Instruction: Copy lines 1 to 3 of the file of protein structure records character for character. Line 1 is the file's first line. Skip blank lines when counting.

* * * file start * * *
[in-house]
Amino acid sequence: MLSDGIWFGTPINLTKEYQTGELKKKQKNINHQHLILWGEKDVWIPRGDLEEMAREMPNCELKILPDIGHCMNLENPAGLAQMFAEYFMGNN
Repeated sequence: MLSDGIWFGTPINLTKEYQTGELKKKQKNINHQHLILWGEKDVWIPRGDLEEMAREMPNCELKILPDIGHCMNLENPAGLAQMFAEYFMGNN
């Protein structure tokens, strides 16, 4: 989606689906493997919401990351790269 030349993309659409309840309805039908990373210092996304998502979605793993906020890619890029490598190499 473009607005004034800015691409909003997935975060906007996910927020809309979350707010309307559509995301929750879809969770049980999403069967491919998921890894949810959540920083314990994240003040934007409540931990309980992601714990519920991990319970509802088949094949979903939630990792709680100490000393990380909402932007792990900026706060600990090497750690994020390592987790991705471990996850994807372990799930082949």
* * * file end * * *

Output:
[in-house]
Amino acid sequence: MLSDGIWFGTPINLTKEYQTGELKKKQKNINHQHLILWGEKDVWIPRGDLEEMAREMPNCELKILPDIGHCMNLENPAGLAQMFAEYFMGNN
Repeated sequence: MLSDGIWFGTPINLTKEYQTGELKKKQKNINHQHLILWGEKDVWIPRGDLEEMAREMPNCELKILPDIGHCMNLENPAGLAQMFAEYFMGNN